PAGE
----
Decent cosseting and comfortable wireless and noise cancelling headphones are the key (I use Plantronics BackBeat Pro’s), you really do need the right hardware as it can lead to success or failure.

Give it a bash, I’ve never looked back….

Now talking of solitude seeking, here the river appears asleep, so feeble is the current, species here many, sanctuary in abundance. For the fisherman it’s a case of double dipping, so for this dawn short session it was meat on one rod, dead or worm on the other,



Sit back and wait as it’s a guess what will turn up and that’s what keeps me coming back….

I couldn't believe how bad the river looked mind you, ridiculously low and a little bb float could have happily sat there holding station, it was static. Loads of leaves sat on the surface too, hmmm, not good.

After an hour and a bit of motionless everything bar a tiny perch I decided to upticks and venture to an area with a little more oxygen and it was a move worth making. With a few minutes of deadbait out a fish picked it up and was taking line.

Felt a reasonable fish too and after a couple of abated runs it was in the net.

A nice Zander of 7lb 6oz and a few more points to the tally.

A proper nice dark fish with a pretty big head, it's certainly got a lot of growing to do.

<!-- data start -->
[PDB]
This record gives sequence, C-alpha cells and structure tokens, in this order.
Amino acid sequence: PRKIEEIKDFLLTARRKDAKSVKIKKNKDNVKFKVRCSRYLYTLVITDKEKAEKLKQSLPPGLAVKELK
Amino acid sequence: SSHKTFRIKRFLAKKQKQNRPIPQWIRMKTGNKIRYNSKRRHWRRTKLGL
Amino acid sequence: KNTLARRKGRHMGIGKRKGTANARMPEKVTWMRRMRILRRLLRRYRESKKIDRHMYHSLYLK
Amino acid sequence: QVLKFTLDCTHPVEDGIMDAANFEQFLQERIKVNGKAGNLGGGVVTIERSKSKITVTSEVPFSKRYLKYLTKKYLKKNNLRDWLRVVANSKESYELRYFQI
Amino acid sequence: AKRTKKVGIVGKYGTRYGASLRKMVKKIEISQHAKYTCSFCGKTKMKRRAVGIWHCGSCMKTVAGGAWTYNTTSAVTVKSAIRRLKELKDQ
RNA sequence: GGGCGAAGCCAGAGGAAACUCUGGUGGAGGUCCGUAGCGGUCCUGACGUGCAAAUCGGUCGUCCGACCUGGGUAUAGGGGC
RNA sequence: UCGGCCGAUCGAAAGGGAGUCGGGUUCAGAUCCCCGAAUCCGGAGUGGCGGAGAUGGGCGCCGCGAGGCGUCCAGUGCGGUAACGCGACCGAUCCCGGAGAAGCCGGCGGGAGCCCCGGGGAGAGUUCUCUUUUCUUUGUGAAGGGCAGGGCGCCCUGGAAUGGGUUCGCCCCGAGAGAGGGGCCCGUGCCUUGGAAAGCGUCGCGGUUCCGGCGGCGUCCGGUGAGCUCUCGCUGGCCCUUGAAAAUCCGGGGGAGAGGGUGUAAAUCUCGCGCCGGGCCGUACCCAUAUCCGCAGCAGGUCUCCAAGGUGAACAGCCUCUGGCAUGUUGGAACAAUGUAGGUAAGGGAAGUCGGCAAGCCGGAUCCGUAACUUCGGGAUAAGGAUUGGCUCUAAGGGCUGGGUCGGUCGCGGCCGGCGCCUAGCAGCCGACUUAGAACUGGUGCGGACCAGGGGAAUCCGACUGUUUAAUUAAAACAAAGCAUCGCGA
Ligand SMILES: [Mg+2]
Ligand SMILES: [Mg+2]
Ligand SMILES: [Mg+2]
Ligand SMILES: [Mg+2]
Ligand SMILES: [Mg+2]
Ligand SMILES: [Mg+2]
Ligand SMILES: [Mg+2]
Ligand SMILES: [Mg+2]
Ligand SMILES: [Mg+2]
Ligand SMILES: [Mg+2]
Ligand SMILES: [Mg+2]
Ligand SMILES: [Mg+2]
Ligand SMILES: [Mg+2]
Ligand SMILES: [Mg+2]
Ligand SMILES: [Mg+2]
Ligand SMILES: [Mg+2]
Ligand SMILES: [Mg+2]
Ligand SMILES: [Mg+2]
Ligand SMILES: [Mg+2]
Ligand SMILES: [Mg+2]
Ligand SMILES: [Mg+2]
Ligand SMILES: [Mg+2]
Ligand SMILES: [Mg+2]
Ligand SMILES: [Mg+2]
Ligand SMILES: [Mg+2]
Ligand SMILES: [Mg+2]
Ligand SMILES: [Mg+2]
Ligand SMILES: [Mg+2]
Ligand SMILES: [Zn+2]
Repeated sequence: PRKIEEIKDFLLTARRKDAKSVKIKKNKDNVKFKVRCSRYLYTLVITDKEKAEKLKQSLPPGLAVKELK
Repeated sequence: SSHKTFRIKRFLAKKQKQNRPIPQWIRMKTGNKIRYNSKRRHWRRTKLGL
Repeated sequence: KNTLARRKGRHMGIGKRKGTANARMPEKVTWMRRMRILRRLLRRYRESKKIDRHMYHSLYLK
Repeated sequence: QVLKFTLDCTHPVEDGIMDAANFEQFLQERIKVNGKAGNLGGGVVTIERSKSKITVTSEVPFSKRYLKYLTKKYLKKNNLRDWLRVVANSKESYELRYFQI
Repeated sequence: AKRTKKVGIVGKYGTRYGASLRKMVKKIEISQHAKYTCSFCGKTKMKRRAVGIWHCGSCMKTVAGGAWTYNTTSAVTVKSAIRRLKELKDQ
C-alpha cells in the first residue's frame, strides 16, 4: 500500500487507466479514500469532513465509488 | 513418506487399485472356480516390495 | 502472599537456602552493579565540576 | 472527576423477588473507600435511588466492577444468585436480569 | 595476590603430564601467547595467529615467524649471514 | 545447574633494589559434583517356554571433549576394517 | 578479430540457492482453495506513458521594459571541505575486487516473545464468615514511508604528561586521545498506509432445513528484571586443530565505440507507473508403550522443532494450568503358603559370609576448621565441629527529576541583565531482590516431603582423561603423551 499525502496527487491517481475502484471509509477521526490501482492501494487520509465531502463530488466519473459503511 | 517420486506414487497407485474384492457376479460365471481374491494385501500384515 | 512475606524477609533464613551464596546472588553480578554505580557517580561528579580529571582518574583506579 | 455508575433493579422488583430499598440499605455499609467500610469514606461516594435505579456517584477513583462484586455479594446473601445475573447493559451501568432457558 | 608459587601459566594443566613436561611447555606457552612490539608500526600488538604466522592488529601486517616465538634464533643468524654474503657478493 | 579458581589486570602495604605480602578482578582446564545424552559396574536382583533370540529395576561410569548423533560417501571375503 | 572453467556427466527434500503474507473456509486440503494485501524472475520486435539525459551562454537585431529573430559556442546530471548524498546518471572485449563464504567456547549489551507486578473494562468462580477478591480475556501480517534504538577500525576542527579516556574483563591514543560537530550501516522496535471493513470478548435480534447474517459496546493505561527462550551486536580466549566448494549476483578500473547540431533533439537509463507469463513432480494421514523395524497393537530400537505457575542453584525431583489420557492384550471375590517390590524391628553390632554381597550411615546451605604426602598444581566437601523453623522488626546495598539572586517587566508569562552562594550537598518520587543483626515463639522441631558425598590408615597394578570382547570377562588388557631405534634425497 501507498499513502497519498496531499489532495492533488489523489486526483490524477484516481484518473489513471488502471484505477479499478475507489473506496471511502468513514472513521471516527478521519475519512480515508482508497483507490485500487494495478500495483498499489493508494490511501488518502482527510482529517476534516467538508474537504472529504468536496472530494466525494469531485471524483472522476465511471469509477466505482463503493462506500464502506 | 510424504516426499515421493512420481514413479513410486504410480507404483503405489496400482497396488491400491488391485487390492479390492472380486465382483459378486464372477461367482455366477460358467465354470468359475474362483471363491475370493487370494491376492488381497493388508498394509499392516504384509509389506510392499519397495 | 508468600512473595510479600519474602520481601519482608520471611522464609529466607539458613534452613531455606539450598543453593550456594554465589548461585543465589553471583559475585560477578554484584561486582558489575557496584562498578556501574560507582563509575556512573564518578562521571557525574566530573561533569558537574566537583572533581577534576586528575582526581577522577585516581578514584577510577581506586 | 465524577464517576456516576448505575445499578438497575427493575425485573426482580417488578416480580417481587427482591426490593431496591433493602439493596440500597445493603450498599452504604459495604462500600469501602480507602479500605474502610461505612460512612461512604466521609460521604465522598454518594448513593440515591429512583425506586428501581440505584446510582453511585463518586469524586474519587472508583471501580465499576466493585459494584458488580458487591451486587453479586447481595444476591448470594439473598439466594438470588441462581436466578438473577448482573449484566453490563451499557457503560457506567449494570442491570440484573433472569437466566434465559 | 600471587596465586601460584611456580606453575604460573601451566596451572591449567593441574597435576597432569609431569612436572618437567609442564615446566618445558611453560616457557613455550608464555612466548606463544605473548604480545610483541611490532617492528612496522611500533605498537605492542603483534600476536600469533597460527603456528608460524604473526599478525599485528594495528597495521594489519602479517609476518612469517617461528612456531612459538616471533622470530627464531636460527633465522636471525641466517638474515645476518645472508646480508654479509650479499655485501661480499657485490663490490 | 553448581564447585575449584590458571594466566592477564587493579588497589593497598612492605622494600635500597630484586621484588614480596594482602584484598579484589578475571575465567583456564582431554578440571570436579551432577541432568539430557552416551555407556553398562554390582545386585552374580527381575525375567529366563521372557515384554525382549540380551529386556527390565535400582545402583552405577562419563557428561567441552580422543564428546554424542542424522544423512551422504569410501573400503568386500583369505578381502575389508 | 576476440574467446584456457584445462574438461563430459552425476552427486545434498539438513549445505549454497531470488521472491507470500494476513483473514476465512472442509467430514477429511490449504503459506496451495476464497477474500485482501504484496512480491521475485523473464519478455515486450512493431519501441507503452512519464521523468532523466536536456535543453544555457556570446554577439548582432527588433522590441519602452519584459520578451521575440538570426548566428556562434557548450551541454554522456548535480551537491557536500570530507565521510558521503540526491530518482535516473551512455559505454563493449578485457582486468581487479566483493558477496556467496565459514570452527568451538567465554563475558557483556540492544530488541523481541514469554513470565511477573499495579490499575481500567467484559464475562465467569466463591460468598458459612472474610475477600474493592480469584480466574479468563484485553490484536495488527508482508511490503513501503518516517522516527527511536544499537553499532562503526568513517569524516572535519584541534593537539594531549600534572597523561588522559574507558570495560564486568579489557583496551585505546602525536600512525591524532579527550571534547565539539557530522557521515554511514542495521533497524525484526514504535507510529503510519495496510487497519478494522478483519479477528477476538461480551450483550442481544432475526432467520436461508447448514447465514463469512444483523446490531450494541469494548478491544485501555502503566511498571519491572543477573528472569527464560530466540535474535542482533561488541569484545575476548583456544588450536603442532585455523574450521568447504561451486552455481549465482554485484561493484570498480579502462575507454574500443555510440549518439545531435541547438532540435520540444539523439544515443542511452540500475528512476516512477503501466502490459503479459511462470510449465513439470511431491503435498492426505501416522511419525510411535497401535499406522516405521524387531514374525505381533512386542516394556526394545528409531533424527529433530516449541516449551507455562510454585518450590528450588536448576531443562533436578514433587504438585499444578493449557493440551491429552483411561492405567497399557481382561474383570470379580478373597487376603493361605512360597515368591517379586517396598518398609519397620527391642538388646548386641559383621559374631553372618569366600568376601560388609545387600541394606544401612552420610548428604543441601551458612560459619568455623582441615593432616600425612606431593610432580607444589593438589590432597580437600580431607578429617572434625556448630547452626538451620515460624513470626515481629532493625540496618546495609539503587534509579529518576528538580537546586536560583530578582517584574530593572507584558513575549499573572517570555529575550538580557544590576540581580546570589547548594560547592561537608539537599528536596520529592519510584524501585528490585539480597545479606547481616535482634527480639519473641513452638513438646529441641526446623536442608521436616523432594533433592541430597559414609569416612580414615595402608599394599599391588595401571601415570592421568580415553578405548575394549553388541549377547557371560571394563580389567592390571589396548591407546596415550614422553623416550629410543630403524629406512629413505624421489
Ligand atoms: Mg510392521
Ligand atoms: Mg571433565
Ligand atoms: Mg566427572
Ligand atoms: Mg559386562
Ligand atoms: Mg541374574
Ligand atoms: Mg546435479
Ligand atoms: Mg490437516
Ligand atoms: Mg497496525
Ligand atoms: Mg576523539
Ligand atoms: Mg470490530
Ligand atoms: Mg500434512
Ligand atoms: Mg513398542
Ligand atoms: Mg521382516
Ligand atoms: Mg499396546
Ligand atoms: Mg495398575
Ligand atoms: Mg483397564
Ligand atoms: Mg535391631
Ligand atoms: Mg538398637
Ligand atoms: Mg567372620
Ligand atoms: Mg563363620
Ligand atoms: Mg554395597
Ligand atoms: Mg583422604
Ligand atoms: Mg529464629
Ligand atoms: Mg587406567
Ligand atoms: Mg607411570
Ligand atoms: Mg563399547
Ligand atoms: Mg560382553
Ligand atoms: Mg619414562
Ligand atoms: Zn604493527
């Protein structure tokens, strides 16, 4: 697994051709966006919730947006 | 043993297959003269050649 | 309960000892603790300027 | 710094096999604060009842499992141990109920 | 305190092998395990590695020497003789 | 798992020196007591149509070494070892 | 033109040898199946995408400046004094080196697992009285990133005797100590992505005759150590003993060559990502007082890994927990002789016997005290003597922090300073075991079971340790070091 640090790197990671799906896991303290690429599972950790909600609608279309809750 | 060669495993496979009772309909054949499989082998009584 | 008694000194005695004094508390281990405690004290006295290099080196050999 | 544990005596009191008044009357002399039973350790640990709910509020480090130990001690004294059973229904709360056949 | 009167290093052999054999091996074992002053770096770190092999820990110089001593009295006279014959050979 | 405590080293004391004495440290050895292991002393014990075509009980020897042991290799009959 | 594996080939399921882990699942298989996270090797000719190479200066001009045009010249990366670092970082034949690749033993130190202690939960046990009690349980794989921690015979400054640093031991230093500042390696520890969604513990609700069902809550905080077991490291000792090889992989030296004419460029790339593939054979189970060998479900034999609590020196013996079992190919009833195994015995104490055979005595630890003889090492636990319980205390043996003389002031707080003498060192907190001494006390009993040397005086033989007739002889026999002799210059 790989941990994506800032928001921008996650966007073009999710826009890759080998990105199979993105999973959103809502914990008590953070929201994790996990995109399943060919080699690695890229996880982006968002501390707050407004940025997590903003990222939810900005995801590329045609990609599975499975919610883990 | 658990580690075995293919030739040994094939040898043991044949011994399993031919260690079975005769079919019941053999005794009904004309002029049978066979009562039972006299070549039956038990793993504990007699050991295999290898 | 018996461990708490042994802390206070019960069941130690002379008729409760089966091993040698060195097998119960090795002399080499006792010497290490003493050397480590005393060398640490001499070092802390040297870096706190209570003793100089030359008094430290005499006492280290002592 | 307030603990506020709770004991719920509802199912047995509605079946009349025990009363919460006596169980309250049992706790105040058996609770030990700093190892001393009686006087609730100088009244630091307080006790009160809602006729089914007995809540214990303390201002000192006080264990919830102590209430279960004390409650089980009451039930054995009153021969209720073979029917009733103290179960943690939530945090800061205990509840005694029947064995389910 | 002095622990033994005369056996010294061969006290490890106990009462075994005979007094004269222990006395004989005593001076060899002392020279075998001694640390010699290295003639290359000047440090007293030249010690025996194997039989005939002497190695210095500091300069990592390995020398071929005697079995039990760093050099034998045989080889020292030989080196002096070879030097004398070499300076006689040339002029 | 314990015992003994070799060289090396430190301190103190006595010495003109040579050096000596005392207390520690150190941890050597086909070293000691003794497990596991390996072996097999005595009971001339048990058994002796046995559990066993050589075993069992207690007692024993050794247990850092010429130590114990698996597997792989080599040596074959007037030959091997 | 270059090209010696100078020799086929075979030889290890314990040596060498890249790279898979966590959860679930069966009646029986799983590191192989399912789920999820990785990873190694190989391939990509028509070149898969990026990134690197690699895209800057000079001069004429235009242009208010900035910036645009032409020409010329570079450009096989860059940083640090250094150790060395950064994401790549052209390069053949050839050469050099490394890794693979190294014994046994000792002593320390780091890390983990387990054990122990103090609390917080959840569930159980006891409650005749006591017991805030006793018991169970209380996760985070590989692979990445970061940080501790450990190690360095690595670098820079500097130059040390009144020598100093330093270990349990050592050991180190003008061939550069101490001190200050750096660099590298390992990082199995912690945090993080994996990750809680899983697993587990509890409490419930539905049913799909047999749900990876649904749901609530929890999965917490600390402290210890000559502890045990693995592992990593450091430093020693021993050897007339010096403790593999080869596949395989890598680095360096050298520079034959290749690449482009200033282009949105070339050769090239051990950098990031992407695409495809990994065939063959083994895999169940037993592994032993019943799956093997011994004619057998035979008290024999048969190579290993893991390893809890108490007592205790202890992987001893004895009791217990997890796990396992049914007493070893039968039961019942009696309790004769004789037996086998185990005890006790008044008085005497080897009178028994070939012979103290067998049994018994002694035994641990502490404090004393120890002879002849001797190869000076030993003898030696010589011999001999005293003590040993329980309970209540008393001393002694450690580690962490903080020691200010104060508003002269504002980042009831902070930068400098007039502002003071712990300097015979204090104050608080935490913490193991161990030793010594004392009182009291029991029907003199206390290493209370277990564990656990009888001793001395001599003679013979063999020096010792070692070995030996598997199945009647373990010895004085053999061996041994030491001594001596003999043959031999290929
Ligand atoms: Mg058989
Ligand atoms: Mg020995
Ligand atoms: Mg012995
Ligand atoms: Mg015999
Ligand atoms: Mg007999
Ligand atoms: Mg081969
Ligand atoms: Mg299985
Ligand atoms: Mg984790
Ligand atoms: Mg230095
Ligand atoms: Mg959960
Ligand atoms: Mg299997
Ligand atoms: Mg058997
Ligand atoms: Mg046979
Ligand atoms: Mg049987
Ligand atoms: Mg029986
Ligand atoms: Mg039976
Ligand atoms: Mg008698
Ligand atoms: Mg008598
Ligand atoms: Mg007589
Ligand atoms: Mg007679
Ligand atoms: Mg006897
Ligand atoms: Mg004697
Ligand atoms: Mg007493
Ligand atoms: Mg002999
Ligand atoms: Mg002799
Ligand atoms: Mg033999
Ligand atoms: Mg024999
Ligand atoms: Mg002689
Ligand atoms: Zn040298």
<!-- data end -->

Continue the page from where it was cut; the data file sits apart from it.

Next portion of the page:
Another hour, without even a nibble and with the rain coming down I called it a day.

Monday, 13 November 2017

Warwickshire Avon – Otters and Oneirocriticism

The race had started, the hill mimicked Cooper’s Hill Cheese Rolling and Wake, but in this race an out of control horse box and Labrador nudging a field mouse were neck and neck, until a mole hill upset the house boxes chassis, causing it to overturn.

The dog the victor...

Yeap I’d been at the Stilton again courtesy of some good friends of ours who laid on another fantastic Sunday roast.

Now as someone who experiences some very vivid dreams from time to time, usually curiously of the blue veined stuff, I do like to do some research to try and interpret my subconscious mind.

To dream that you are climbing a hill signifies your struggles in achieving a goal. You need to focus your energies on the prize. To dream that you are standing on top of a hill suggests that you have succeeded in your endeavours and that you have the necessary resources to complete the task at hand.


Dreaming that you are going down a hill means that things are not going your way. You are experiencing some setbacks. Alternatively, the dream signifies regression or repressed thoughts.

To see a hill in your dream symbolizes challenges or obstacles that you will confront in the near future. Alternatively, the hill may represent your desire to escape from your current situation. Dreaming of rolling hills refer to life's ups and downs.